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Members of Team USA celebrate on the clubhouse balcony following their Ryder Cup victory.(Photo: E.M. Pio-roda, PGA.com)

Victory at Valhalla: Rookies lead USA to Ryder Cup win

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The drought is finally over, thanks to a gang of frisky underdogs who defied the odds and wrested a coveted golden chalise from their mighty foes. Led by six rookies loaded with grit and heart, Team USA defeated Team Europe with a gutsy singles performance on Sunday that gave the red, white and blue a Ryder Cup win for the first time nine years.

LOUISVILLE, Kentucky (AP) -- The Americans didn't need a miracle putt or even the best player in the world to reclaim the Ryder Cup from Europe on Sunday for the first time since 1999.

The United States won 16 1/2-11 1/2, its largest margin of victory since 1981.

Kenny Perry, the 48-year-old Kentucky local who felt this week would make or break his career, was part of an early push that swung momentum toward the Americans. Then came fellow Kentuckian J.B. Holmes, blasting drives over the trees to birdie his last two holes and position the United States for a victory it felt was overdue.

The Ryder Cup was clinched with a handshake when Miguel Angel Jimenez conceded a short par putt to Jim Furyk, giving the Americans the 14 1/2 points they needed to take the 17-inch (44-centimeter) gold chalice.

Dressed in red shirts -- the Sunday color of Tiger Woods, who could only watch from home -- the Americans erupted into hugs and tears behind the 17th green.

"I poured my heart and soul into this for two years," U.S. captain Paul Azinger said, his voice cracking. "The players poured their heart and soul into this for one week. They deserved it. I couldn't be happier."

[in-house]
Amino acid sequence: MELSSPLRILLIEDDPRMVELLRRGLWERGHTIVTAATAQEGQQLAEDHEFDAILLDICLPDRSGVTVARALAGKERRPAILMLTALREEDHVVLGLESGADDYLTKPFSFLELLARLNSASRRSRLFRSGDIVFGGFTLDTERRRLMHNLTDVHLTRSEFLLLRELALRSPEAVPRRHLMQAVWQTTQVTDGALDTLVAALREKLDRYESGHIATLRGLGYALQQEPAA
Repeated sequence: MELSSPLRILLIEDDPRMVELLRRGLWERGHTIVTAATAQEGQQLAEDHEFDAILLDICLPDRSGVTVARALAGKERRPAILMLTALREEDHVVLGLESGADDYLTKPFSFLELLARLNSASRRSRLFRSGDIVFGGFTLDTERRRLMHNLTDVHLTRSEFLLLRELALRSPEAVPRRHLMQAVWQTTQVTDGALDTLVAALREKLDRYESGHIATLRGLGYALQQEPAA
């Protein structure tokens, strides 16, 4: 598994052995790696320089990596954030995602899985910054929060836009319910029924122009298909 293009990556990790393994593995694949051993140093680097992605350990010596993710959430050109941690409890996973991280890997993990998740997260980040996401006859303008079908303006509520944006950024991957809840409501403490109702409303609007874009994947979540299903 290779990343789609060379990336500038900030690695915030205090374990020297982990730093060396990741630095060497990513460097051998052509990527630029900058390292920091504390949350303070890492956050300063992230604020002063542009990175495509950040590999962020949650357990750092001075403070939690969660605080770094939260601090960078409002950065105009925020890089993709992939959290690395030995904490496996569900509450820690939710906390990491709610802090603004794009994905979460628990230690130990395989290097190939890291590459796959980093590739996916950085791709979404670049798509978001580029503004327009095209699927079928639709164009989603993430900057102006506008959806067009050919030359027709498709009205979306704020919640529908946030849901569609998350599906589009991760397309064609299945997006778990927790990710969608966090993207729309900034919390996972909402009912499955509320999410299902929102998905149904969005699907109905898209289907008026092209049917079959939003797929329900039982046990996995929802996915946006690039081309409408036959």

Ben Curtis and Chad Campbell, the final player picked for this U.S. team, won the final two matches for a lopsided score.

It was only fitting that Furyk won the decisive point.

He felt hollow six years ago at The Belfry watching Paul McGinley make a par putt that clinched victory for Europe, the start of three straight victories that extended its domination in golf's most passionate event.

The only U.S. victory over the last 15 years was in 1999, and only after Justin Leonard knocked in a 45-foot birdie putt to complete the greatest comeback ever at Brookline.

This time, it was the Americans who produced unlikely stars -- Boo Weekley, from the backwoods of the Florida Panhandle; Anthony Kim, the brash kid from the streets of Los Angeles; and Hunter Mahan, who tied a U.S. record by winning 31/2 points as a captain's pick. Mahan was the only player to play all five matches at Valhalla without losing.

Even so, the biggest star might have been Azinger.

It was his idea to overhaul the qualifying system, which he felt was keeping the Americans from fielding their best team. He also doubled his captain's picks, and they all brought something.

"If we win, I'll go down as having the lowest IQ of any genius who ever lived," Azinger said this summer.

European captain Nick Faldo won't get off that easy.

The British press blistered him for benching Garcia and Lee Westwood -- the most successful European tandem -- on Saturday, the first time either of them had ever missed a match. Even more peculiar was putting double major winner Padraig Harrington, Westwood and Ian Poulter in the final three singles on Sunday.

The Ryder Cup was over before their matches were over.

Poulter closed out Steve Stricker 3 and 2 to go 4-1 for the week and validate Faldo picking him over Darren Clarke. Even so, Europe didn't quite have the team spirit that carried it to record victories over the Americans the last two times. And it sure didn't get the performance from some of its best players.

Garcia, Westwood and Harrington failed to win a match all week.

Check back often as this story will be updated soon.

Copyright 2008 by The Associated Press. All Rights Reserved.